Figure 3: Synchronous Navigation between Master and Slaves.

The underlying protocol is discussed in Section 3.

2.4 Mechanism versus Policy

The mechanism of navigation control is better separated from the policy. The mechanism concerns protocols and procedures, while the policy concerns enforcement of synchronization rules between a pair of master and slave. Failure to distinguish between them will lead to the loss of flexibility and autonomy.

Pedagogical theories change from earlier behaviorism to recent cognitivism and constructivism. Course representations change from linear textbooks to nonlinear hypertexts. Distributed computing and distance education grow rapidly. These all reflect the trends of decentralization and autonomy [2] [10]. Distance education values more at learner autonomy in its nature. Therefore, if a master (e.g., an instructor) puts exceeding synchronous control over its slaves (e.g., learners), the motivation and advantages of navigation control will be defeated by compulsion.

Separation of mechanisms allows more flexible learning behavior and makes self-paced learning possible, while on-line guidance still coexists. A master/slave pair may agree on an appropriate "synchronization level" according to the slave's situation, and the policy decides the choices, contracts, and enforcement of various synchronization levels. Thus, the guidance with navigation control becomes assistance, rather than confinement.

The more flexible a synchronization policy is, the more freedom learners may enjoy. An experienced learner, for example, often at will scrolls the document view and jumps to other URLs. If synchronized too much, he or she may suffer annoying "scroll wars" [11]. For such people, we may specify in the rule that their document scrolling and retrieval are synchronized only when the master forces it explicitly. In contrast, it is reasonable to synchronize most navigation activities of a novice.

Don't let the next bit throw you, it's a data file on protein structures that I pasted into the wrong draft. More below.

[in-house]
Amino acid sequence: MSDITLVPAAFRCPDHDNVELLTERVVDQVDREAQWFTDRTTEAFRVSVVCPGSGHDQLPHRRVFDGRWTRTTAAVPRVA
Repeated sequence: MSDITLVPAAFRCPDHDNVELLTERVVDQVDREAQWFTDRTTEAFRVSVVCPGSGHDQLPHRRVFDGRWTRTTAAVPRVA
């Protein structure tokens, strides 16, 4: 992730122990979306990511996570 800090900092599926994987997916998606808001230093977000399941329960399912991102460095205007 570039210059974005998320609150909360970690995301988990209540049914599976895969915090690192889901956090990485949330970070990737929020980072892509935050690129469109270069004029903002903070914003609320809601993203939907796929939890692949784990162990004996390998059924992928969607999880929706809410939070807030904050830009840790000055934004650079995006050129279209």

"Which set of synchronization policies is more flexible, reasonable, and suitable for distance education?" Perhaps more experiments and analysis are required so we may answer the question.

3. Architecture and Protocol

This section describes the overall architecture and detailed protocol of Albatross implementation.

3.1 Overview

The overall architecture and protocol of this system are depicted in Figure 4. Note that each operation is associated with a number. The numbers correspond to the same numbers in Section 3.2 where we will discuss the operations in detail.

Figure 4: Illustration of Architecture.

We can divide the protocol into three categories: group repository interface, per-group interface, and synchronous navigation interface.

Group repository interface (No. 1-5 in Figure 4) concerns the creation, deletion, query, and other maintenance issues of the group database. The group database is stored in a public WWW server for WWW clients to query. If a client wants to be a master, it can register itself in the database; when it no longer wants to be, it can cancel the entry. All work on servers is done by server-side programs compliant with the Common Gateway Interface (CGI). Since communication in this category involves WWW servers, HTTP is used for underlying message transmission.

Per-group interface (No. 6-9 in Figure 4) concerns connections between individual master/slave pairs. After query on group data (No. 4 and 5 mentioned above), any client who wishes to be a slave may select a registered group and issue the connection request to the group master. The connection can also be released by either participant: the master or the slave.

Synchronous navigation interface (No. 10-14 in Figure 4) concerns all activities of synchronous navigation control. This is the most important part of the 3 categories, so many alternatives to the same function are provided. For example, all requests contain an optional WITH-ACK field (as shown in Section 3.2) which enables assured synchronization mode between a pair of master and slave. Again the judgment is left as policy; we provide mechanisms only.